One of the highlights of my trip to Japan last summer was Gotokuji Temple, the famous “cat shrine” in Tokyo’s Setagaya suburb.
Gotokuji is home to thousands of statues of maneki-neko, or “beckoning cat,” an important and ubiquitous image in Japan: Statues of maneki-neko adorn shops and virtually every public place in Tokyo, but Gotokuji is where the legend of the beckoning cat was born. Visitors write prayers on the statues and ask for good luck for a variety of venture, from opening new businesses to getting married.
There is, however, only one current feline resident at Gotokuji, while Kyoto’s Nyan Nyan Ji — literally “meow meow shrine” — is populated exclusively by feline “monks,” who wear monkly garb and take their duties — especially napping, er, meditating — very seriously.
The most recognizable of them is Koyuki, the chief cat priestess at Nyan Nyan Ji.
Here are some photos, all courtesy of the temple’s Instagram, showing what life is like for Koyuki and her fellow priests:
The young French girl placed her most precious items in an elaborately decorated antique box — among them a personal letter, old coins, a sea shell, a compass and two glass negatives.
French photographer Matheiu Stern, who discovered the accidental time capsule earlier this year, used a vintage technique to develop the plates and reveal the images they contained: A photo of a small tabby cat posing on a door step, and another of the same tabby with a kitten and a gentle-looking dog.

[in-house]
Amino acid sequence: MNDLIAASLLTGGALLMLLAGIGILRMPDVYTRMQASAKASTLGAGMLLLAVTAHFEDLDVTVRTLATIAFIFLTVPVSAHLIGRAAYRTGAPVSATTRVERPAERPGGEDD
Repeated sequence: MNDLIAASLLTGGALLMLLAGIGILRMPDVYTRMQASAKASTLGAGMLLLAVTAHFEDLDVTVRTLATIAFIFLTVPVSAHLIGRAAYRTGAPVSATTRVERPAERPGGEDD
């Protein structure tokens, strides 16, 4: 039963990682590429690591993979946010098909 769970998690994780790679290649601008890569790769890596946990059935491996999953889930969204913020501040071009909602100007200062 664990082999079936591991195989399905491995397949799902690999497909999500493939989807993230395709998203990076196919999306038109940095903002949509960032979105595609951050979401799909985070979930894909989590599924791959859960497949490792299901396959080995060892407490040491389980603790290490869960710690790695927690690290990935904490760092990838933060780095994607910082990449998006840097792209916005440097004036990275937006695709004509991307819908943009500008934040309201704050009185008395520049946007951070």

The process Matheiu used is called cyanotype, and as its name implies, it renders everything in a blueish scale rather than grayscale or color. The process was popular for most of the 19th century before it gave way to newer and more accurate photography methods, but it was used long after that as a cheap method of reproducing architectural schematics, thus the name “blueprints.”
The photographs have the unmistakable hue of the process used to develop them, and show the people of the 19th century bonded with their cats just as we do.
They also prove that people have always loved taking photos of cats, and the ubiquity of cat images on the Internet was inevitable. Resistance always was futile:
Chronicling the adventures of Buddy the Cat and his various criminal enterprises.